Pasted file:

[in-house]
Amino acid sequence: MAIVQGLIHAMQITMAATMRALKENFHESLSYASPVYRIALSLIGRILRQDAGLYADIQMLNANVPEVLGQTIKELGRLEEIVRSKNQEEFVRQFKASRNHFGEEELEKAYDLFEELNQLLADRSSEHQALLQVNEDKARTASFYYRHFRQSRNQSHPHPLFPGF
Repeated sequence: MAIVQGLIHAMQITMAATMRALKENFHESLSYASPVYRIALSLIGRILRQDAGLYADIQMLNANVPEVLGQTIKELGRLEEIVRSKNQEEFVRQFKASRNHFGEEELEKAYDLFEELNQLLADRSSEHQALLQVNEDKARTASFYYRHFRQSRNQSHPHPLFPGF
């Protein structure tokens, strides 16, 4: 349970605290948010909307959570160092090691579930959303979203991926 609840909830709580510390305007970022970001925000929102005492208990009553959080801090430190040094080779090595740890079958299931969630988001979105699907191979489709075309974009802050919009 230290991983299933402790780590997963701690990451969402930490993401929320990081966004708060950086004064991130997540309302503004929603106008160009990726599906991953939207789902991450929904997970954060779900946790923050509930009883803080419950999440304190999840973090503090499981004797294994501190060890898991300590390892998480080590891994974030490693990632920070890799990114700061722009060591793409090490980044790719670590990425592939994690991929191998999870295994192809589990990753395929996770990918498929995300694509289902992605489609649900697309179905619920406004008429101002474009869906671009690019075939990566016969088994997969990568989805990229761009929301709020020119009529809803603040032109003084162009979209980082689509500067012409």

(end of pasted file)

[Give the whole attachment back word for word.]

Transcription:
[in-house]
Amino acid sequence: MAIVQGLIHAMQITMAATMRALKENFHESLSYASPVYRIALSLIGRILRQDAGLYADIQMLNANVPEVLGQTIKELGRLEEIVRSKNQEEFVRQFKASRNHFGEEELEKAYDLFEELNQLLADRSSEHQALLQVNEDKARTASFYYRHFRQSRNQSHPHPLFPGF
Repeated sequence: MAIVQGLIHAMQITMAATMRALKENFHESLSYASPVYRIALSLIGRILRQDAGLYADIQMLNANVPEVLGQTIKELGRLEEIVRSKNQEEFVRQFKASRNHFGEEELEKAYDLFEELNQLLADRSSEHQALLQVNEDKARTASFYYRHFRQSRNQSHPHPLFPGF
């Protein structure tokens, strides 16, 4: 349970605290948010909307959570160092090691579930959303979203991926 609840909830709580510390305007970022970001925000929102005492208990009553959080801090430190040094080779090595740890079958299931969630988001979105699907191979489709075309974009802050919009 230290991983299933402790780590997963701690990451969402930490993401929320990081966004708060950086004064991130997540309302503004929603106008160009990726599906991953939207789902991450929904997970954060779900946790923050509930009883803080419950999440304190999840973090503090499981004797294994501190060890898991300590390892998480080590891994974030490693990632920070890799990114700061722009060591793409090490980044790719670590990425592939994690991929191998999870295994192809589990990753395929996770990918498929995300694509289902992605489609649900697309179905619920406004008429101002474009869906671009690019075939990566016969088994997969990568989805990229761009929301709020020119009529809803603040032109003084162009979209980082689509500067012409």